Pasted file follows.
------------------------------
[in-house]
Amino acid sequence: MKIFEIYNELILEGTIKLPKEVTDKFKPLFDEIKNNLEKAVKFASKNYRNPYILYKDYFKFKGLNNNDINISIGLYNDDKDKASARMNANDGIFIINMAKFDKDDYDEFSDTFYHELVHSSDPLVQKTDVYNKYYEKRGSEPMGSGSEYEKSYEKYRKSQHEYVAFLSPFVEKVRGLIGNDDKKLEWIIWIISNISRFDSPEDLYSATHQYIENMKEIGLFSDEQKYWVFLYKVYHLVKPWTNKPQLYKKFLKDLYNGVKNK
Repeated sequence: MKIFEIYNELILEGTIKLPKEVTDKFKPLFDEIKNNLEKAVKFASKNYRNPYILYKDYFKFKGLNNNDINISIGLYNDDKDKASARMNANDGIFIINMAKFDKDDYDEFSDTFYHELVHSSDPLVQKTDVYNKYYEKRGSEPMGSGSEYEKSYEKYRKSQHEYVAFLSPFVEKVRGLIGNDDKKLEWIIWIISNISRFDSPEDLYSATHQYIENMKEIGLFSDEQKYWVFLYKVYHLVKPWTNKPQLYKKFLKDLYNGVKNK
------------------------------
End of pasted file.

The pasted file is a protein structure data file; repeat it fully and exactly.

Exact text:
[in-house]
Amino acid sequence: MKIFEIYNELILEGTIKLPKEVTDKFKPLFDEIKNNLEKAVKFASKNYRNPYILYKDYFKFKGLNNNDINISIGLYNDDKDKASARMNANDGIFIINMAKFDKDDYDEFSDTFYHELVHSSDPLVQKTDVYNKYYEKRGSEPMGSGSEYEKSYEKYRKSQHEYVAFLSPFVEKVRGLIGNDDKKLEWIIWIISNISRFDSPEDLYSATHQYIENMKEIGLFSDEQKYWVFLYKVYHLVKPWTNKPQLYKKFLKDLYNGVKNK
Repeated sequence: MKIFEIYNELILEGTIKLPKEVTDKFKPLFDEIKNNLEKAVKFASKNYRNPYILYKDYFKFKGLNNNDINISIGLYNDDKDKASARMNANDGIFIINMAKFDKDDYDEFSDTFYHELVHSSDPLVQKTDVYNKYYEKRGSEPMGSGSEYEKSYEKYRKSQHEYVAFLSPFVEKVRGLIGNDDKKLEWIIWIISNISRFDSPEDLYSATHQYIENMKEIGLFSDEQKYWVFLYKVYHLVKPWTNKPQLYKKFLKDLYNGVKNK